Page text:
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Crude Oil Tops $80 for the First Time Since 2014

Pinchas Cohen | Monday 11 October 2021

The price of Crude Oil (CL) surpassed on Monday the $80 mark, for the first time since October 31st, 2014, rendering the current price to be the highest in nearly 7 years. This Monday saw Crude Oil’s price advancing for the eighth week in a row, its longest winning streak since December 2013. It is noteworthy that the price managed to keep climbing, even at times that Crude Oil stockpiles climbed by significant amounts, and American Oil output rose, as well.

The Energy Information Administration (EIA) reported last week, on October 6th, that Crude Oil increased in the previous week to 420.9 million barrels, a rise of 2.3 million barrels. Not only did supply increase, which would have presumably lowered the price for the commodity, but it followed analysts’ forecast that stockpiles will remain little changed. In other words, more supply than expected tends to lead to a selloff, and naturally, lower prices. Why, then, did Oil’s price continue to climb, even as inventory rose, despite expectations that stockpiles will remain flat?

Perhaps the reason Oil’s price rose despite an increase in stockpiles could be due to a lower starting point. Even after the growth in stored Oil barrels, the quantity is 7% below the five-year average, the EIA pointed out.

Oil

Gasoline Rises Despite More Supply Than Expected

Another energy-related commodity that has been on the uptick, despite rising production, is Gasoline (RB). Inventories of Gasoline swelled by 3.3 million barrels, bringing the stockpile to 225.1 million barrels. Again, not only did the price rise despite increasing supply, but investors bid up gasoline contracts after analysts noted that stockpiles will actually fall by 200,000 barrels from one week earlier. This apparently counterintuitive reaction of the price to expectation is even seemingly more out of place than with Oil, where investors were told that inventories will remain unchanged. In the gasoline market, they expected supply to fall, and even though they rose, investors apparently still thought it was a good idea to bid up prices, pushing Gasoline prices higher for the third consecutive week.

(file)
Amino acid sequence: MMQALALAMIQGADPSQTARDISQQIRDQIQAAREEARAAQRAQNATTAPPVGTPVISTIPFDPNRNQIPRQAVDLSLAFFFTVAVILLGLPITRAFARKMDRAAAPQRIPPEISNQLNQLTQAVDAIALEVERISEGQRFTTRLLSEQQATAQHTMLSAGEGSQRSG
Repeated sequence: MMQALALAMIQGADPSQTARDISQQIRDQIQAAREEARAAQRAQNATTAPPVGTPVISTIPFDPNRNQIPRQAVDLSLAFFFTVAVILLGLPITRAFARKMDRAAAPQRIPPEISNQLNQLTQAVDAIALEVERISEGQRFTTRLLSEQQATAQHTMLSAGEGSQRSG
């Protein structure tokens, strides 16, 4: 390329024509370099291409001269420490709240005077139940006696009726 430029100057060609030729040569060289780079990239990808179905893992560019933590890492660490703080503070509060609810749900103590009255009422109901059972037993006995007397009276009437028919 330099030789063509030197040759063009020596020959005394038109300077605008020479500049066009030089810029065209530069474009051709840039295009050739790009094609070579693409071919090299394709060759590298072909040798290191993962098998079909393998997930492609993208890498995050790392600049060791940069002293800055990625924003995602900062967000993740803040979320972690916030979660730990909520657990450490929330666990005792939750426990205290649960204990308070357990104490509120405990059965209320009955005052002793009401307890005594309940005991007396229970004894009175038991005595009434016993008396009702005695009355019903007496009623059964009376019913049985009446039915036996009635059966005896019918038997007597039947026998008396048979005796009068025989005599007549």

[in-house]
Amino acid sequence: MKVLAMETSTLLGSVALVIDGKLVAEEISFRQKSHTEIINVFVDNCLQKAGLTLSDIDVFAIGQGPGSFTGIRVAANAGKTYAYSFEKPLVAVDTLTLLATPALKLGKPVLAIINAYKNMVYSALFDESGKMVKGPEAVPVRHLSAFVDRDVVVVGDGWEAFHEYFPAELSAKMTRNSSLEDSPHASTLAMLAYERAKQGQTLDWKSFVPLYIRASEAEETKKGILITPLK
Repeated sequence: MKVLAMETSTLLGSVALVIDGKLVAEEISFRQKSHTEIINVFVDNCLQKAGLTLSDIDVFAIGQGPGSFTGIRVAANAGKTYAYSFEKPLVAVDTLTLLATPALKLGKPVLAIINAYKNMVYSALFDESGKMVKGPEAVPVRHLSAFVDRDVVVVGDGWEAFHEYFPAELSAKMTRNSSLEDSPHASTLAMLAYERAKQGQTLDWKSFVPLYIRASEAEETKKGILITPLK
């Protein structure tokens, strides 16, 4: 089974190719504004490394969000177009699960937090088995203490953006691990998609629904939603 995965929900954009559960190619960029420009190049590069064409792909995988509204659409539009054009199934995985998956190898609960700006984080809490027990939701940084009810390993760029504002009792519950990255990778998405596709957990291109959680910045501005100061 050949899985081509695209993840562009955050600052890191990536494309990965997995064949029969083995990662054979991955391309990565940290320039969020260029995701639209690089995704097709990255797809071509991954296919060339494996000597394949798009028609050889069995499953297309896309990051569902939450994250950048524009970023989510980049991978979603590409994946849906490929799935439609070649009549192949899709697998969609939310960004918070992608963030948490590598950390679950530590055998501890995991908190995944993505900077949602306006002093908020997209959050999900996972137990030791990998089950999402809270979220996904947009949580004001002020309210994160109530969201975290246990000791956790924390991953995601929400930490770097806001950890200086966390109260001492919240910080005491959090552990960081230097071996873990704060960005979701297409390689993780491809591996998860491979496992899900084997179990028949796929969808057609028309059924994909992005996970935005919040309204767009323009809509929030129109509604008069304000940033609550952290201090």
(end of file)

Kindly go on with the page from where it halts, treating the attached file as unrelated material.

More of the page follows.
What Is Behind These Rallies?

In the supply and demand equation, supply has been falling, while demand has been rising.

Falling Supplies 

The world is facing a shortage of energy in the post-pandemic market. China is rationing electricity. In Europe, the price of Natural Gas has risen by at least 500% since a year ago. India is coming to the point of using the last of its coal, and regular gasoline price in the United States was averaging $3.25 on Friday, almost double since April when the price was just $1.72.

A number of conditions are likely to have affected this market situation. However, the main one is seen to be the pandemic. Companies stopped spending money on producing coal, Oil and gas during the pandemic. Additional reasons could be:

  • an exceptionally cold winter in Europe. 

  • the higher than usual demand used up stockpiles. 

  • a series of hurricanes that  forced refineries to shut down. 

  • a worsening diplomatic relationship between Australia and China which caused China to cease its Australian imports. 

  • OPEC+ stayed on course to raise production only by 400,000 barrels per day after some thought the organisation might increase production in light of the rise in demand and prices. Furthermore, the North Sea has been calm, limiting the output of electricity-generation wind turbines.

Rising Demand

On the demand side of the scale, more people are getting vaccinated, bringing more people out of lockdowns, which is fueling economic activity. This condition seems to create a cycle: more economic activity tends to demand more energy, which itself generally creates more economic activity, which - again - is likely to increase demand for energy.

Where Are Oil Prices Headed to Next?

There is the view that after surpassing the psychological level of $80 for the first time in almost 7 years, momentum will keep the rally going. Also, some industries are changing from high-priced gas to Oil, which should further increase demand for Oil. Some are calling for a rally to $100 per barrel.

On the other hand, OPEC+ may yet decide to increase output. Also, after neglecting coal, gas and Oil, companies are rushing to catch up. Increased production may temper the rally in the price.

While the market conditions have created a situation that is pushing Oil prices higher, it’s impossible to know whether Oil prices will keep climbing.


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